The pharmaceutical industry is a crucial touchstone in the discussion of corporate responsibility to promote human rights. This relationship is, however, problematic at best and, at worst work in opposition to each other. At the same time that drug producers are instrumental in promoting a basic level of human welfare, the outlook of major pharmaceutical corporations are mitigated by unfiltered lenses of profit. With hundreds of millions of dollars spent on research and development, patenting, and marketing, they understandably develop strategies for handling reoccurring costs. But should a morally responsible international community redirect these costs to the developing world or ask consumers in the global North to endure “artificially high” prices to offset gross inequalities? Alternatively, is there means to set reasonable prices based on the economic reality of each country?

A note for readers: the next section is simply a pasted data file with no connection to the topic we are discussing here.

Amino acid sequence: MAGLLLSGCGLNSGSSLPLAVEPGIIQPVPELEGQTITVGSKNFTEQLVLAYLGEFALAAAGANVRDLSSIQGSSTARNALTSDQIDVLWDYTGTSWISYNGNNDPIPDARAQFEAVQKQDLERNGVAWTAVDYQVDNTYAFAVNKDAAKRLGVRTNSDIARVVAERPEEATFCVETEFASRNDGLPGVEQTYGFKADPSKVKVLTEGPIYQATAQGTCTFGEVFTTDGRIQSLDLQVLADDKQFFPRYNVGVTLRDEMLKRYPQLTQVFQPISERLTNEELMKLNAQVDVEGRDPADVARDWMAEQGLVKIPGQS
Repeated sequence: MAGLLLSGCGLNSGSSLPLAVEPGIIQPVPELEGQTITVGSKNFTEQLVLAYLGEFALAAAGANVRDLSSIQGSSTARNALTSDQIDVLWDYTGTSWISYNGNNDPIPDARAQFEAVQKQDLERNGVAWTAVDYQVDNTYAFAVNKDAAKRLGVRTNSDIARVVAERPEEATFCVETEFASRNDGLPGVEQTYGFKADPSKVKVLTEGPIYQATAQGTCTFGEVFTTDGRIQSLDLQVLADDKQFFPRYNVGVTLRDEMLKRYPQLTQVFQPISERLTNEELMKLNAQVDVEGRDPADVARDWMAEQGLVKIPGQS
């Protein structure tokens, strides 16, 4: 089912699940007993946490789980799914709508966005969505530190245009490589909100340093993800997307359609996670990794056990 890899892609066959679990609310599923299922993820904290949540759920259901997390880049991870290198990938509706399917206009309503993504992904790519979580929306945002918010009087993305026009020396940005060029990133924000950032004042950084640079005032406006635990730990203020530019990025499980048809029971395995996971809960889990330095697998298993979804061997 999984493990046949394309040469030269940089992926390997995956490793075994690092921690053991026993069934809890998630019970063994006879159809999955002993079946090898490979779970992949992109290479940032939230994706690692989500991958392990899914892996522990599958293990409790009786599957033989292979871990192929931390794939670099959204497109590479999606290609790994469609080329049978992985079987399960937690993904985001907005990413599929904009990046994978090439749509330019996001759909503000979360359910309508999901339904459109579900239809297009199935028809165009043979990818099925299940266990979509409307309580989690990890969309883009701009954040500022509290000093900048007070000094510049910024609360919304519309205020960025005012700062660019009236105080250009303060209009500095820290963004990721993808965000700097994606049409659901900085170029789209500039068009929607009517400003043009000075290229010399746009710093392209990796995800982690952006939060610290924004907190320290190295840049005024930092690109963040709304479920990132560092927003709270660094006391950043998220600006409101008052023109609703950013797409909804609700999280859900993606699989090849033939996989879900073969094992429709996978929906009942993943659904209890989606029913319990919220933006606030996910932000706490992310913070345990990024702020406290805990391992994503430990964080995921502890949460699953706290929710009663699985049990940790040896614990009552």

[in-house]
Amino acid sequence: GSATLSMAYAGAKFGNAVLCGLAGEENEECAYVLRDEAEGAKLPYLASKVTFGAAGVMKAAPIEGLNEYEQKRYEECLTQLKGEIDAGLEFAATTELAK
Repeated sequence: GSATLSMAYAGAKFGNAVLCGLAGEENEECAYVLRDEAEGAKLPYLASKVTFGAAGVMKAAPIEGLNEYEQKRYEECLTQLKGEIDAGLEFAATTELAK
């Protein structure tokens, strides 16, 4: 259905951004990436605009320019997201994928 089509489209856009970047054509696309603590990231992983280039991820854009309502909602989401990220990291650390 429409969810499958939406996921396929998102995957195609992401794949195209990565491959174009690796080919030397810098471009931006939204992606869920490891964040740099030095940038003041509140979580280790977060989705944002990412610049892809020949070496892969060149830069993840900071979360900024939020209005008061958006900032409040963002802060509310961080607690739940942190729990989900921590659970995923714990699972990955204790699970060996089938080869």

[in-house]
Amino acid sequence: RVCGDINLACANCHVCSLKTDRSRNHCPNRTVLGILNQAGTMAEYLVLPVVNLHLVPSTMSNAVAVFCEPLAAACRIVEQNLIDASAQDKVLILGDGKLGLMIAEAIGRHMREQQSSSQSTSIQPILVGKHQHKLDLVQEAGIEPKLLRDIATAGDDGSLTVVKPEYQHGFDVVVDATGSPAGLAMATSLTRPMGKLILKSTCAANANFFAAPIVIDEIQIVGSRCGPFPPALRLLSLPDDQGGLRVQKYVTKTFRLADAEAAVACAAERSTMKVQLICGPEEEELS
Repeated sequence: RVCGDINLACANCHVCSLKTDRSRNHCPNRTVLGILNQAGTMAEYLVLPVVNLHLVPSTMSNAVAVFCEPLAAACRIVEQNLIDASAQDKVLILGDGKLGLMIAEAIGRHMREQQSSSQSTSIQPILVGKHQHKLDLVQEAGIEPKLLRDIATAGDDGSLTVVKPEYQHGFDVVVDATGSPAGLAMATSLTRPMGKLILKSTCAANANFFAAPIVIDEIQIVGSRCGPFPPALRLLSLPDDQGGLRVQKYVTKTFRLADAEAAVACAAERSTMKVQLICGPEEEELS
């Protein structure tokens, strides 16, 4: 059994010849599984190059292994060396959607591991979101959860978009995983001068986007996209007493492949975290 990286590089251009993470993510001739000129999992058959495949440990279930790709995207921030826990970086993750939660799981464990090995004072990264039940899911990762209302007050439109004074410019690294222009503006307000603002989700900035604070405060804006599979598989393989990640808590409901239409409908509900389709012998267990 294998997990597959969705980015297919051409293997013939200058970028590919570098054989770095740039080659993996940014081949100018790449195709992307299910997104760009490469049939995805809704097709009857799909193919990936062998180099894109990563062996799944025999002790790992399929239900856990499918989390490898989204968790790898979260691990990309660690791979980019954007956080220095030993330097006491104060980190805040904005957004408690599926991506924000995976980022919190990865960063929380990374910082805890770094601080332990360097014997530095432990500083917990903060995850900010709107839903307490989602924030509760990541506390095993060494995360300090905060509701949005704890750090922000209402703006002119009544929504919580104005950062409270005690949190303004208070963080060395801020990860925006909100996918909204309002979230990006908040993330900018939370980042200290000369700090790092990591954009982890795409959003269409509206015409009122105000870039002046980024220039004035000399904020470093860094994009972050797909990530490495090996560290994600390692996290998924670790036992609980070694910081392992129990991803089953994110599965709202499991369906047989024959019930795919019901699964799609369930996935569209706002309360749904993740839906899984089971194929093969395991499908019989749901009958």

"Health, Human Rights and the Pharmaceutical Industry,"
Human Rights & Human Welfare: Vol. 4:
1, Article 33.
Available at: https://digitalcommons.du.edu/hrhw/vol4/iss1/33
Health Policy Commons, Human Rights Law Commons, International Law Commons, Pharmacy Administration, Policy and Regulation Commons